1. Inhalt
  2. Navigation
  3. Weitere Inhalte
  4. Metanavigation
  5. Suche
  6. Choose from 30 Languages


Flooding in Balkans triggers landslides, disturbs minefields

The worst flooding in the Balkans in more than a century has triggered landslides across Serbia and Bosnia. It has also moved some of the estimated one million land mines left over from the region's war in the 1990s.

Authorities warned that while the torrential rains have stopped, water levels would keep rising into Sunday night with the danger of flood surges along rivers.

Thousands of people have been forced from their homes and the floods have threatened to inundate Serbia's main power plant, which supplies electricity to a third of the country and most of the capital, Belgrade. Some 100,00 people in Serbia and Bosnia are without power.

Some forty people are reported to have died with the number expected to rise as recovery operations continue. Serbian Prime Minister Aleksandar Vucic said Sunday that 12 bodies had been found so far in Obrenovac, site of the coal-fired Nikola Tesla power plant.

Serbian tennis player Novak Djokovic has been raising the issue for several days as he played in the Rome Masters. After beating Rafael Nadal in the final on Sunday he said: "I want to make a a special dedication to my country Serbia, which is suffering a lot with flooding."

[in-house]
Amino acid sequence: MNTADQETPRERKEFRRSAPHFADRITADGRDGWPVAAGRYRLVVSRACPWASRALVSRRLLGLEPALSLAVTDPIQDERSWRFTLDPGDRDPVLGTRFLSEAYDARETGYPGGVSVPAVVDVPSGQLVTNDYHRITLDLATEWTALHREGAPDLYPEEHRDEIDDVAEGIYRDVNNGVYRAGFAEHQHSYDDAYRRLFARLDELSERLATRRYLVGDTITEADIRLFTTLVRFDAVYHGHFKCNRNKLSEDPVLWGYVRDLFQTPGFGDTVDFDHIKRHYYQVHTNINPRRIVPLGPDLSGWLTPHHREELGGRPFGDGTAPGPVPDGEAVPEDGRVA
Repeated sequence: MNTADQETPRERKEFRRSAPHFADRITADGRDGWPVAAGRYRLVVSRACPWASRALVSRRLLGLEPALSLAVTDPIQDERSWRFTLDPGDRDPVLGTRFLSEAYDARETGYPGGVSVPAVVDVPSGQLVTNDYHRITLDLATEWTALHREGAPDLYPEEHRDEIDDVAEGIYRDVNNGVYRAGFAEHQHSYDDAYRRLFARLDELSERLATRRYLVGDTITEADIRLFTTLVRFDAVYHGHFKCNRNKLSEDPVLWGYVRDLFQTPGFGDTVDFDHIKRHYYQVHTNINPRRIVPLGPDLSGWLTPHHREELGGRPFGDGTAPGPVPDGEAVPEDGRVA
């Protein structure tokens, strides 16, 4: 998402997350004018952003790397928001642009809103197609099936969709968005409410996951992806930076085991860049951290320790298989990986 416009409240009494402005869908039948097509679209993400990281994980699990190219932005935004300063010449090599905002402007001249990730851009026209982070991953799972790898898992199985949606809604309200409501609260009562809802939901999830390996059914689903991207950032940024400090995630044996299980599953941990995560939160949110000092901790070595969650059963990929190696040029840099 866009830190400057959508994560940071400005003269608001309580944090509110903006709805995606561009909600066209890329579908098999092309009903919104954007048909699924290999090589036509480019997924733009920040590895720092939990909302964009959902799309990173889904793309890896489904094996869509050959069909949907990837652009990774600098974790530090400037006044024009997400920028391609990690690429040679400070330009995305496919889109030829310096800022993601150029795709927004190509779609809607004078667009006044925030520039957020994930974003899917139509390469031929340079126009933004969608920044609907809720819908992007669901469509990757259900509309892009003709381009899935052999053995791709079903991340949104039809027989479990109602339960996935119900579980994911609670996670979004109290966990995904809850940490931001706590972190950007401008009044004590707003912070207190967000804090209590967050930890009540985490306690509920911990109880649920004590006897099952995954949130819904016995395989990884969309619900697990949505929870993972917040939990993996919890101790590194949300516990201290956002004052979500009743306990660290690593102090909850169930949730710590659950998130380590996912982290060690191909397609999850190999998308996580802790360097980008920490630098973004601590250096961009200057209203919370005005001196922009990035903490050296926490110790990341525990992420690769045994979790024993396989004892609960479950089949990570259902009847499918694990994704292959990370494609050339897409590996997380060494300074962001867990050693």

More than 20,000 people have been forced from their homes in Serbia.

The cities of Orasje and Brcko in northeast Bosnia, where the Sava River forms the natural border with Croatia, were in danger of being overwhelmed. Officials in Brcko ordered six villages to be evacuated.

Civil protection commander Fahrudin Solak said the Sava River was spilling over part of the flood barrier in Orasje while emergency workers tried desperately to reinforce it with sandbags.

Large parts of eastern Croatia were underwater too, with several villages cut off and hundreds of people still fleeing the flooded zone in boats and trucks. Refugees were being housed in sports halls and schools, and aid centers were set up to distribute medicine, food, blankets and clothing.

The Bosnian army said it had 1,500 troops helping on the ground. But many bridges have been washed away, leaving communities dependent on airlifts. Helicopters from the European Union, Slovenia and Croatia have been helping in rescue efforts.

Landslides and land mines

The rain caused an estimated 2,100 landslides that covered roads, homes and whole villages throughout Bosnia. Another thousand landslides were reported in Serbia.

The deluge has also unleashed a new danger from land mines, of which an estimated million have been left over from Bosnia's 1992-95 war.

Nearly 120,000 of the unexploded devices remain in more than 9,400 carefully marked minefields. But the weather has toppled warning signs and, in many cases, dislodged the mines themselves.

Beyond the immediate danger to people in Bosnia, loose mines could also create an international problem if floodwaters carry the explosives downstream. Experts warned that mines could travel through half of southeast Europe or get stuck in the turbines of a hydroelectric dam.

jm/tj (AFP, dpa, AP)

DW recommends